On the other hand, If you are married it’s usually best to be completely open and honest.

There are no absolute rules about when to ask for forgiveness, but these general guidelines can help:

  • Ask God to give you a willing heart to apologize.
  • Ask God for wisdom about whom you should apologize to.
  • Ask a pastor or mature Christian friend for advice
  • Ask God for wisdom in the words you say.
  • Wait. Don’t impulsively call, text, or email. Pray before doing anything.

Related: God cares about the way you talk

Make it personal

3. Are you willing to apologize for past sins? Why or why not?

4. Are there people you should apologize to? If so, who are they?

5. Are there people it would harm if you apologized? If so, how can you pray for them?

Step two — Ask for forgiveness.

Follow up your apology by asking, “Will you forgive me?” There is real power in these four words. Asking for forgiveness brings peace. It makes it easier for others to forgive you and sets the stage for rebuilding trust.

What do you think?

6. Why is it a good idea to ask for forgiveness?

7. Do you usually ask for forgiveness after you apologize? Explain your answer?

Related: Why should I forgive him or her?

Deal with the consequences of your actions

Rebuild trust.

If you have wounded people, don’t expect them to forgive you immediately. Be ready to earn their trust back.

Produce fruit in keeping with repentance. (Luke 3:8)

Make restitution if needed.

If you sinned against others, take care of any moral or legal consequences. If you lied, tell the truth. If you stole money, do everything you can to pay it back.

Let God know you are willing to do whatever it takes to try to make things right. Be like Zacchaeus. When he invited Jesus to his home, he felt awful about his sins and said:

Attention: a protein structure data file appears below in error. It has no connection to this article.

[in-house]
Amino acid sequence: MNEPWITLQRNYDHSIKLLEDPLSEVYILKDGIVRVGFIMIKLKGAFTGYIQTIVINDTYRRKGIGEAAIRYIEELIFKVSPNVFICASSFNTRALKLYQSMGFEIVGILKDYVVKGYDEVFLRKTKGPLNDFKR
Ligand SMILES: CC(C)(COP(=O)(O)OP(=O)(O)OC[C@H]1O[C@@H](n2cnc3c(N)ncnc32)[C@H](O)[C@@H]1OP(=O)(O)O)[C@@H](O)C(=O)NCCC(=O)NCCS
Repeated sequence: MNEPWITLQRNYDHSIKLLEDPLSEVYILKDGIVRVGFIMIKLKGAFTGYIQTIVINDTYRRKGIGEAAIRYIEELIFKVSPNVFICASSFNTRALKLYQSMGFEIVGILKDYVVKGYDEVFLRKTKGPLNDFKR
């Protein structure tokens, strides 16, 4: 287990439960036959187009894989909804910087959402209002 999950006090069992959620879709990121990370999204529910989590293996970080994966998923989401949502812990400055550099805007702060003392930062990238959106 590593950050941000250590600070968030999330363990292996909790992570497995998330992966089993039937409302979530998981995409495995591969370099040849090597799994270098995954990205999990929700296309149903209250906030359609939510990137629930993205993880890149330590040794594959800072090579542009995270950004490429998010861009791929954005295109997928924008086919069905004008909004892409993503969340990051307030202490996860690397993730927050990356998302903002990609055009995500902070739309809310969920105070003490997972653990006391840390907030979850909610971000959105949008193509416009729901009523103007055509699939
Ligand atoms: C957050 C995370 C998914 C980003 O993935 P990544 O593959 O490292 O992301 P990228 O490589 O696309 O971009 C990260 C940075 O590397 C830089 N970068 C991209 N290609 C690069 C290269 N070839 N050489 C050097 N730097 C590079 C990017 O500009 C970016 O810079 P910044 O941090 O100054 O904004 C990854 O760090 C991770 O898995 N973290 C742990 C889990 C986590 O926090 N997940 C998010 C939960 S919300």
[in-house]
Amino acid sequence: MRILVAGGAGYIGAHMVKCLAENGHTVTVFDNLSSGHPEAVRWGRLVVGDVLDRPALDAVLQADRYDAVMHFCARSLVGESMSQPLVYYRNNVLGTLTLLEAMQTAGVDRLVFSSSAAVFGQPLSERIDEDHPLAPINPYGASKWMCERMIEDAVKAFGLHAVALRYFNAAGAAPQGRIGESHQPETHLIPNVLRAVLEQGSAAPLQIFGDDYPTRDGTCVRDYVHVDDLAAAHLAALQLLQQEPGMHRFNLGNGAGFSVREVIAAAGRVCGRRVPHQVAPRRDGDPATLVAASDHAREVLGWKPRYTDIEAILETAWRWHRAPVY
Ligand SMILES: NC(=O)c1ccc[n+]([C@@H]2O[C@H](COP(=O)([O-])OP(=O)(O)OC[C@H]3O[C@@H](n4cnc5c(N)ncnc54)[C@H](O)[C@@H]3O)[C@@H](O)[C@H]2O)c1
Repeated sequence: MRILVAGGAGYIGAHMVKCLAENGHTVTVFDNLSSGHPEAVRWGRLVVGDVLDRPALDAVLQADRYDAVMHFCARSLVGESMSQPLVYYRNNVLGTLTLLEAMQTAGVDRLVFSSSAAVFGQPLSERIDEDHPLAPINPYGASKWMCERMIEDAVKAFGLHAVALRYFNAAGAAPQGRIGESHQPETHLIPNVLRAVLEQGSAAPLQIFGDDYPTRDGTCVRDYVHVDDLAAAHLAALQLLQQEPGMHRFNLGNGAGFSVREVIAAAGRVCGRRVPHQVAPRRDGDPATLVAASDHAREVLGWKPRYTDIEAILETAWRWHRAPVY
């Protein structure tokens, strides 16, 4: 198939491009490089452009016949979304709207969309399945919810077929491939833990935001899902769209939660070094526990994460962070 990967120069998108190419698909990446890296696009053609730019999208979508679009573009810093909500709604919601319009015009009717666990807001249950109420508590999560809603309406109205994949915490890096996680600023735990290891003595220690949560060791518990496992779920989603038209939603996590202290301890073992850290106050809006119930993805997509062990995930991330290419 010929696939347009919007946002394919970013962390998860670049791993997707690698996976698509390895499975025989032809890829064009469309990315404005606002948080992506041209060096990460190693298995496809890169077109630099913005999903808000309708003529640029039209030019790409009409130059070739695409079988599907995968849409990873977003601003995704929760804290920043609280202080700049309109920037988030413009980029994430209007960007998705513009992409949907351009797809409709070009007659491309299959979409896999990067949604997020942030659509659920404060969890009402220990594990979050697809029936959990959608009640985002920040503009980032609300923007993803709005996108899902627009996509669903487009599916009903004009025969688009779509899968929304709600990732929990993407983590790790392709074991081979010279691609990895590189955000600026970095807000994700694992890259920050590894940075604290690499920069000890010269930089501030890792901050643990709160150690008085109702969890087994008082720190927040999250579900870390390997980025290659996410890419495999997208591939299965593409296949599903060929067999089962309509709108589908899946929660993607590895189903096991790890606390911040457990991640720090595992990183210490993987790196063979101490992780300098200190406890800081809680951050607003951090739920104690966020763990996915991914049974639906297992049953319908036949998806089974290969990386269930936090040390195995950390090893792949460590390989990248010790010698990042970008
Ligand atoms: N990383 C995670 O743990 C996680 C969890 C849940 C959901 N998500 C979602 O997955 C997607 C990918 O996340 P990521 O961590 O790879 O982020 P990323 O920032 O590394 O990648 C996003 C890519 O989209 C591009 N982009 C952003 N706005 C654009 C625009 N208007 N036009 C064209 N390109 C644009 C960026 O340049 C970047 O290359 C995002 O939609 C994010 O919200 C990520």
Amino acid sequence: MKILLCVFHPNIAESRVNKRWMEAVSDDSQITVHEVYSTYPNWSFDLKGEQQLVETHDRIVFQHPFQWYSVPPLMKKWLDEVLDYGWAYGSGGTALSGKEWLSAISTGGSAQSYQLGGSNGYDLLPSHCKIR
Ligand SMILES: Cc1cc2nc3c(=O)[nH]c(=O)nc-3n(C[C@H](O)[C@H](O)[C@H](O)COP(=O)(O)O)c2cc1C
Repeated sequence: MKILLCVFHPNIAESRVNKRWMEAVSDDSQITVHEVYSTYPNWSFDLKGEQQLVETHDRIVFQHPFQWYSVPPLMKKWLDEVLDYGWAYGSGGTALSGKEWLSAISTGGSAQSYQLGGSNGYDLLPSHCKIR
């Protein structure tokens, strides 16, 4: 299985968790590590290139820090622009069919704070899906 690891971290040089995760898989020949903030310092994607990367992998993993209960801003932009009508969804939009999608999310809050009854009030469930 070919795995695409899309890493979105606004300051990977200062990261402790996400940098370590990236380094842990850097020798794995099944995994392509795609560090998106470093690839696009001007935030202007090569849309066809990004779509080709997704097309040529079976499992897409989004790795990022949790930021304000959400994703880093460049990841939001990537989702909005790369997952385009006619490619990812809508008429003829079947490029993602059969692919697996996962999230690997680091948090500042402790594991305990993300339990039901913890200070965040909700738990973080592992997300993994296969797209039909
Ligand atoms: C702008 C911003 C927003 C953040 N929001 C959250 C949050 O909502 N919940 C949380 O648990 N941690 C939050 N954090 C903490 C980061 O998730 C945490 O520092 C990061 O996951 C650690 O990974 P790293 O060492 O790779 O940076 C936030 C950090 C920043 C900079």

“Look, Lord! Here and now I give half of my possessions to the poor, and if I have cheated anybody out of anything, I will pay back four times the amount.” (Luke 19:8)

Answer unforgiveness with love.

If someone does not respond to your “will you forgive me?” with, “Yes, I forgive you,” you have a chance to show how sorry you really are. If you respond, “In that case, I’m not sorry,” you prove your apology was insincere. Instead, say something such as, “I understand, and I hope you can forgive me in the future.”

Related: Forgiveness is a choice

Make it personal

8. Read Hebrews 12:5-6. Why does it say not to “lose heart” when God rebukes you?

9. How will you respond if someone reacts poorly when you apologize?

Ask God to help you learn from the situation

Turn the unpleasant, difficult consequences of sin into powerful teaching tools for your life. Learn from what happened. Analyze why you sinned.

  • What were your excuses? Were you giving in to peer pressure? Were you feeling sorry for yourself? Were you looking for comfort?
  • What were the first steps you took on the path to sin?
  • What were decision points as you walked down that path?
  • What preventive actions will you take to avoid committing that sin in the future?